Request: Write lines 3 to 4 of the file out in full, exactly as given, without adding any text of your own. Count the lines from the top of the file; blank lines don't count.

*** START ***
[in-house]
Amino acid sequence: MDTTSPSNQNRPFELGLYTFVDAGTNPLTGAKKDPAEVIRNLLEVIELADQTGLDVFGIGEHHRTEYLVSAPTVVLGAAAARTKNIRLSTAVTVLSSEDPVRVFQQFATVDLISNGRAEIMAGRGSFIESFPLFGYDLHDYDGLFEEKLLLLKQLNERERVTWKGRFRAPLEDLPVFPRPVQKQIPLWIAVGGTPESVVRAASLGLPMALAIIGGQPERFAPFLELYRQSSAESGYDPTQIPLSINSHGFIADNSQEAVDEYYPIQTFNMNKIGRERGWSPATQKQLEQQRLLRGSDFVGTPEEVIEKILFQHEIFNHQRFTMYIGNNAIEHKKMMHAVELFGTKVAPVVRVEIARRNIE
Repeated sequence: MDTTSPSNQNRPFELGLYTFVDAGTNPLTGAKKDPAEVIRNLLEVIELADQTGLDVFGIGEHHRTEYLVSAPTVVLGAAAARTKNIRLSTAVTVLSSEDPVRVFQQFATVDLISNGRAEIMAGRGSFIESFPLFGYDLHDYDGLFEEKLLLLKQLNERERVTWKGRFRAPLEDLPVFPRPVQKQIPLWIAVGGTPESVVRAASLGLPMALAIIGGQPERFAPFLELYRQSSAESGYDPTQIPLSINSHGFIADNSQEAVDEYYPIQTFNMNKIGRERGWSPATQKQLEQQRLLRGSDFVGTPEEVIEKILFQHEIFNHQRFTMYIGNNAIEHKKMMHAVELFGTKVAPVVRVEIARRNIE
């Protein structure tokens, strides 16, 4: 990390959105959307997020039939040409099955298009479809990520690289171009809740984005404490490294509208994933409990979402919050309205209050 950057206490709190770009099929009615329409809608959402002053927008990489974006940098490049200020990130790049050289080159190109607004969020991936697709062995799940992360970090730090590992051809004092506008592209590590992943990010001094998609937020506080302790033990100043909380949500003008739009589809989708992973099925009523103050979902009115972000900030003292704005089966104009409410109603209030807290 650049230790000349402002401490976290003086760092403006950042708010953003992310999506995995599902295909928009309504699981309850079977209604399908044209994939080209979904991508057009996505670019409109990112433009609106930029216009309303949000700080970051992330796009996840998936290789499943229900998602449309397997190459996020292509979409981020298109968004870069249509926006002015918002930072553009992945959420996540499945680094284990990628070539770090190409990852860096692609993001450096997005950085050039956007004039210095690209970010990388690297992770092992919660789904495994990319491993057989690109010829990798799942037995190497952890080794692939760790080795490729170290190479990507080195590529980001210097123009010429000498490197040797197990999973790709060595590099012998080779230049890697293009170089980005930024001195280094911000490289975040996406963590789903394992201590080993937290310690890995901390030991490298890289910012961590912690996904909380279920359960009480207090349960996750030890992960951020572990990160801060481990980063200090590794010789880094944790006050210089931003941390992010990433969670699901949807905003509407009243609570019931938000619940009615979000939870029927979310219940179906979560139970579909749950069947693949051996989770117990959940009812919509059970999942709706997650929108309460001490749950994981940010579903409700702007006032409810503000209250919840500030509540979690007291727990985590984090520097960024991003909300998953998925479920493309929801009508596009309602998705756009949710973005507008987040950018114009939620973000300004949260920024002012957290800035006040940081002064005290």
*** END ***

Repeated sequence: MDTTSPSNQNRPFELGLYTFVDAGTNPLTGAKKDPAEVIRNLLEVIELADQTGLDVFGIGEHHRTEYLVSAPTVVLGAAAARTKNIRLSTAVTVLSSEDPVRVFQQFATVDLISNGRAEIMAGRGSFIESFPLFGYDLHDYDGLFEEKLLLLKQLNERERVTWKGRFRAPLEDLPVFPRPVQKQIPLWIAVGGTPESVVRAASLGLPMALAIIGGQPERFAPFLELYRQSSAESGYDPTQIPLSINSHGFIADNSQEAVDEYYPIQTFNMNKIGRERGWSPATQKQLEQQRLLRGSDFVGTPEEVIEKILFQHEIFNHQRFTMYIGNNAIEHKKMMHAVELFGTKVAPVVRVEIARRNIE
């Protein structure tokens, strides 16, 4: 990390959105959307997020039939040409099955298009479809990520690289171009809740984005404490490294509208994933409990979402919050309205209050 950057206490709190770009099929009615329409809608959402002053927008990489974006940098490049200020990130790049050289080159190109607004969020991936697709062995799940992360970090730090590992051809004092506008592209590590992943990010001094998609937020506080302790033990100043909380949500003008739009589809989708992973099925009523103050979902009115972000900030003292704005089966104009409410109603209030807290 650049230790000349402002401490976290003086760092403006950042708010953003992310999506995995599902295909928009309504699981309850079977209604399908044209994939080209979904991508057009996505670019409109990112433009609106930029216009309303949000700080970051992330796009996840998936290789499943229900998602449309397997190459996020292509979409981020298109968004870069249509926006002015918002930072553009992945959420996540499945680094284990990628070539770090190409990852860096692609993001450096997005950085050039956007004039210095690209970010990388690297992770092992919660789904495994990319491993057989690109010829990798799942037995190497952890080794692939760790080795490729170290190479990507080195590529980001210097123009010429000498490197040797197990999973790709060595590099012998080779230049890697293009170089980005930024001195280094911000490289975040996406963590789903394992201590080993937290310690890995901390030991490298890289910012961590912690996904909380279920359960009480207090349960996750030890992960951020572990990160801060481990980063200090590794010789880094944790006050210089931003941390992010990433969670699901949807905003509407009243609570019931938000619940009615979000939870029927979310219940179906979560139970579909749950069947693949051996989770117990959940009812919509059970999942709706997650929108309460001490749950994981940010579903409700702007006032409810503000209250919840500030509540979690007291727990985590984090520097960024991003909300998953998925479920493309929801009508596009309602998705756009949710973005507008987040950018114009939620973000300004949260920024002012957290800035006040940081002064005290």